In 2008, Cuba’s primary health care is again being transformed. Since 2002, 241 polyclinics have undergone extensive renovation, a process that continues today. The aim is to add services previously available only in hospitals. Now, the average polyclinic offers 22 services, including rehabilitation, X-ray, ultrasound, optometry, endoscopy, thrombolysis, emergency services, traumatology, clinical laboratory, family planning, emergency dentistry, maternal–child care, immunization, and diabetic and elderly care. Various other specialties – including dermatology, psychiatry and cardiology – are available too, in addition to family and internal medicine, paediatrics, and obstetrics and gynaecology.
Five-year-old Daysel Rojas has been attending the 5 de Septiembre Polyclinic in Havana for physiotherapy since he was four months’ old. “The rehabilitation facilities are much broader now,” says his mother, Dania Esquijarosa. “It makes a big difference to us, since we come every day. We don’t have to wait, and they take the children first.”
Dr Rebeca Mendoza, the director of the polyclinic, says 800 to 1000 patients a day use the services.
Another change has come with the abolition of a rather uniform type of polyclinic. “We once thought that each polyclinic should look the same,” says Luna. “But a more rational and effective use of our resources says that beyond the polyclinics’ basic set of services, additional ones should respond to the specific health picture of the community served. So, if there are many smokers, we should have counselling a few nights a week, not just one. If we have many allergies in the area, then the polyclinic should have allergy testing services, and so on.”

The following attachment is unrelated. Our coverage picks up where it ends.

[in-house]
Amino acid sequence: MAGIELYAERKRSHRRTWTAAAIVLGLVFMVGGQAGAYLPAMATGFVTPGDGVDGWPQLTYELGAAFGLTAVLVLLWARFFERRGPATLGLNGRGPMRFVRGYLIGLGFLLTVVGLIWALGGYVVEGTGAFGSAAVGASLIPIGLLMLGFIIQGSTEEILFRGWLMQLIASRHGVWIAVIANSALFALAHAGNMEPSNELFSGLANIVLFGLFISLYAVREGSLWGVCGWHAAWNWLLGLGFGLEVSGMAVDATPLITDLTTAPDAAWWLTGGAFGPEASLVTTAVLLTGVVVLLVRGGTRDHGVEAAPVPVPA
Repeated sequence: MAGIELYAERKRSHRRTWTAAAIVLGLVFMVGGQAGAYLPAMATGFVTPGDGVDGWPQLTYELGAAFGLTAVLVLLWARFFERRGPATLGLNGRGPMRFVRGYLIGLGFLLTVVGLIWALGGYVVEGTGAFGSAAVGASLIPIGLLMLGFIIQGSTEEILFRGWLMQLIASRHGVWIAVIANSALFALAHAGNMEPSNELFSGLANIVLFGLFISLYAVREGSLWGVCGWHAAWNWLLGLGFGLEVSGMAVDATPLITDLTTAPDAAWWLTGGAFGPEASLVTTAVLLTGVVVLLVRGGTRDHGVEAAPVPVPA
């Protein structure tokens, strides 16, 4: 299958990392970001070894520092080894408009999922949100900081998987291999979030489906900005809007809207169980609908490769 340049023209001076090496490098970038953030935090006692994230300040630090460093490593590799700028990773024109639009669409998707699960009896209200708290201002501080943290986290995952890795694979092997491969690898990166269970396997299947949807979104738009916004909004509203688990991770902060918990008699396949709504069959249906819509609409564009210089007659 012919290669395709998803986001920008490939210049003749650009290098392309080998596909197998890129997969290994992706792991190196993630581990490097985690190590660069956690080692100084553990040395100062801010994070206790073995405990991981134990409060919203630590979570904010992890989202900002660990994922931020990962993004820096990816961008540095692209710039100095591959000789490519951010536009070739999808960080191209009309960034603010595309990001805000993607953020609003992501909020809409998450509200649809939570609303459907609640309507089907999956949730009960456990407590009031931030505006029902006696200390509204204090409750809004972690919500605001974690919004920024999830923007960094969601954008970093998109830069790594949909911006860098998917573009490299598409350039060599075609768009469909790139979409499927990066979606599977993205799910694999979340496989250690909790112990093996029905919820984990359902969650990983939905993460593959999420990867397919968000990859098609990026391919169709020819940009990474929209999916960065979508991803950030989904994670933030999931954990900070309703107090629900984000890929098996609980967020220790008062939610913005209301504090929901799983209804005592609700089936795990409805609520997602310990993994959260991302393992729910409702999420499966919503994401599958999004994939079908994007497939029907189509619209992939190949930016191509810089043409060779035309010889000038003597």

This notion, in turn, relies on active population screening for a clear community health diagnosis. “We know from the family doctor-and-nurse surveys that we have 22.5% of people in our health area with high blood pressure,” says Mendoza. “But we also know from national samplings that there are more who remain undiagnosed. Active screening allows us to take a particular condition, like hypertension, and look for the hidden prevalence.”
The roles of the polyclinic and the family doctor-and-nurse offices are also changing. “Since 2007, the polyclinics are expected to play a leading role [in capacity building and quality control] among all health-related institutions in their communities,” says Luna. “We bring the directors of the pharmacies, the elderly homes, the maternity homes and others into our team,” adds Mendoza, “and we have also begun offering further training to the Federation of Cuban Women’s health promoters, professionalizing their work in the community.”
About half the family doctor-and-nurse offices are still headed by physicians; the other half by nurses whose work is guided by the family physician in the area. There are now about 2500 patients per physician-headed office at the primary care level, buttressed by these nurses who “have a greater role to play,” says Luna. The new formula responds, in part, to the need to re-organize the system, with more than 20 000 Cuban physicians living abroad, mostly in Africa and Latin America. Training of new family physicians has also been put on the fast track: “We are now training some 42% more family doctors to make sure we have enough to meet all our commitments,” says Luna.
What is left to address? Mendoza says: “We have to pay more attention to patient satisfaction. Some of the staff don’t like to hear criticism. But I tell them, ‘the day we think we’re doing everything right is the day we’ve abandoned our patients, and also abandoned our commitment to the principles of Alma-Ata’.”